Liz Hung supports a lot of the imaginative concepts being discussed to make Vietnam “greener” economically and in terms of urban planning.
Consider traffic lights. Hung described how government authorities could collect smartphone data to see which streets are crowded, and then calibrate the stoplights to optimize traffic flow.
Hung and others in the private sector are giving Vietnamese officials their wish list for a green economy, from more renewable energy to buildings that collect rain water for use.
“Road congestion costs us at least 2 to 5% of our [gross domestic product] growth every year because of the time we lost or the high transportation cost, so that is why being smart [in] mobility is very crucial,” said Hung, who is CBRE associate director of Asia Pacific Research.
Hung’s comment highlights the link between good city planning and economic benefits.
Emulating China, Australia
There is also a larger debate about whether the economic benefits outweigh the costs of going green.
There is a financial cost of technology to make Vietnam more efficient. But there also is a security cost, as “smart devices,” like lights connected to the internet, have looser security settings that make them easier to hack.
In looking for inspiration for Vietnam’s future, Hung looked at places from Hangzhou, China, where she heard about the traffic data, to Adelaide, Australia, where authorities installed smart sensors in trash bins, which alert garbage collectors when the bins are nearly full.
If the idea is to increase efficiency, Vietnam should think about energy use, said Tomaso Andreatta, vice chair at the European Chamber of Commerce in Vietnam.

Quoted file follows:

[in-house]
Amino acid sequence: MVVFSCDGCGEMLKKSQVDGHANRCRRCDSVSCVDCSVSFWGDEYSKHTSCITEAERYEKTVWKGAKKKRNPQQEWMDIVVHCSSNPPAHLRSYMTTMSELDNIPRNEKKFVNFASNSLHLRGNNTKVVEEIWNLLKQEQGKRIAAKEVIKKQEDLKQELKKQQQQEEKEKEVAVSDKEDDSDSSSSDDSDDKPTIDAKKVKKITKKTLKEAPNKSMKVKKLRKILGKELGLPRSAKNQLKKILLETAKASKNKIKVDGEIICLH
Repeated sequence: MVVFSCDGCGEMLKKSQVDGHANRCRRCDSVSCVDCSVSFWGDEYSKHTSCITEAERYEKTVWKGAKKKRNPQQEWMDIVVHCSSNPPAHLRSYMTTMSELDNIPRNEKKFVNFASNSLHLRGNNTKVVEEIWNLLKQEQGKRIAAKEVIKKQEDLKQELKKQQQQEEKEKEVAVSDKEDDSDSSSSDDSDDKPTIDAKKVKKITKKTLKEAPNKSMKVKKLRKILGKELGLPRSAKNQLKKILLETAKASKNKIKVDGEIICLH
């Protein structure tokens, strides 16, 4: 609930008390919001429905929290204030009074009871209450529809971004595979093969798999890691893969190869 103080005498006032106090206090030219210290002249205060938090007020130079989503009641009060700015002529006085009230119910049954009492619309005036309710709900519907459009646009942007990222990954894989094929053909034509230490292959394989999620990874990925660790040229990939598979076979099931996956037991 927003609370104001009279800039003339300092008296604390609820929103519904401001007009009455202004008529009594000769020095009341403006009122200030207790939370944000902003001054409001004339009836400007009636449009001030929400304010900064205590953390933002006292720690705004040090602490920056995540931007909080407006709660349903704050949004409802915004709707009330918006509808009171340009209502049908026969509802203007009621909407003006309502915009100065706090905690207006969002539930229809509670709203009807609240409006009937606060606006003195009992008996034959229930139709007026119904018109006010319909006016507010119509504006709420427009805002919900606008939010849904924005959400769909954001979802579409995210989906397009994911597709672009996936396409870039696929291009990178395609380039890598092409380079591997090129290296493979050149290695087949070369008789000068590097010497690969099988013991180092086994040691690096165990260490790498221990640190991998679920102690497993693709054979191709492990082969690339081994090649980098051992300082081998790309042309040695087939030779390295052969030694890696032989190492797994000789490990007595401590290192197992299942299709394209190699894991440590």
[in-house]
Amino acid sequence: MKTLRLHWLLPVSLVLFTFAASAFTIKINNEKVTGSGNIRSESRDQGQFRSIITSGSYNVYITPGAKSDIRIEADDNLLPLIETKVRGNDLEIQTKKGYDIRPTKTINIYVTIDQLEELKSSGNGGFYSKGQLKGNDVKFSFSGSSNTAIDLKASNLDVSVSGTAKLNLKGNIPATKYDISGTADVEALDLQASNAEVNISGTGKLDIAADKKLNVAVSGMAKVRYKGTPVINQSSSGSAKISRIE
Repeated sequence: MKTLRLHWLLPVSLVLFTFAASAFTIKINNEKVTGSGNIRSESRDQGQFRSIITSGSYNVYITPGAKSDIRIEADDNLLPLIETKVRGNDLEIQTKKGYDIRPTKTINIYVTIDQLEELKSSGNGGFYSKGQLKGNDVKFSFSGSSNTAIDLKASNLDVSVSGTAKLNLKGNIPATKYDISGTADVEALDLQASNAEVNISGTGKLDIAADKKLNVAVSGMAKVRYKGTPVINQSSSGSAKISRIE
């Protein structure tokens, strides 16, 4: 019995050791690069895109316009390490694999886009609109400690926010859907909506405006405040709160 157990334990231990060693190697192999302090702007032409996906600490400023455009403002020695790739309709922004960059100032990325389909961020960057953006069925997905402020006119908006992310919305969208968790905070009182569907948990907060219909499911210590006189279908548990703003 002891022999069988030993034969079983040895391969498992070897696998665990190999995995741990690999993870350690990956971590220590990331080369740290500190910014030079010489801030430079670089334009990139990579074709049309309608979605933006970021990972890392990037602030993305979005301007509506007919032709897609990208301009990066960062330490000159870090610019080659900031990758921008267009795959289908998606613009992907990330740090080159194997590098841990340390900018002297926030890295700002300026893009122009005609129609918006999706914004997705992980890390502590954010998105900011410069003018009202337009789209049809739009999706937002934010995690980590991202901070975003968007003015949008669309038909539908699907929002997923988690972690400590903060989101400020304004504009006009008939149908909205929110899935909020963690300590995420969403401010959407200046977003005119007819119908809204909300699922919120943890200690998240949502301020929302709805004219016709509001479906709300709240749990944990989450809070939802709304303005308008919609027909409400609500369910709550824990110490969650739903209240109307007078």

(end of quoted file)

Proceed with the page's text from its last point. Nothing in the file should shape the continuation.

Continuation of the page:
Last month, the chamber held a forum on sustainable cities. In addition to rooftop solar panels and wind turbines, some cities are exploring ways to create energy from things that would otherwise be tossed out.
Trash can be burned, for example, to boil water for steam generators that produce electricity, a process known as waste-to-energy. This does risk increasing carbon emissions or decreasing incentives for recycling, however.
Aiming for zero waste
“More and more we realize that resources are limited, and producing waste destroys the quality of life,” Andreatta said. “Therefore, there’s been a movement worldwide to reducing waste to an absolute minimum, ideally zero.”
He went on to say, “The rapid development of the middle class and its lifestyle, which includes intensive air conditioning use, accounts for a considerable proportion of energy consumption growth.”
It may be the middle class that benefits most from a greener Vietnam, where the private sector steps in to create greater efficiencies, when the government is not involved.
Property developers are building enclosed communities where sustainability is part of the design, whether it’s motion-detecting lights, or insulation that keeps indoor temperatures manageable. One developer introduced pollution warnings. Another made a transportation app just for its residents.
But what about those who are not lucky enough to live in a gated community?
Government officials say they are listening to proposals across all sectors. They say that as Vietnam faces a major threat from climate change, it needs to make greater efforts at green planning.
“Climate change will have a big impact on the region,” said Huynh Xuan Thu, deputy chief officer of the Ho Chi Minh City Department of Architecture and Urban Planning.
Some of the ideas, such as a country full of electric cars, may be a pipe dream or years down the road. But Vietnam is getting started on some of the proposals.
In Ho Chi Minh City, officials are looking at traffic sensors and gathering data on congestion, which they hope to reduce through technology in the near future.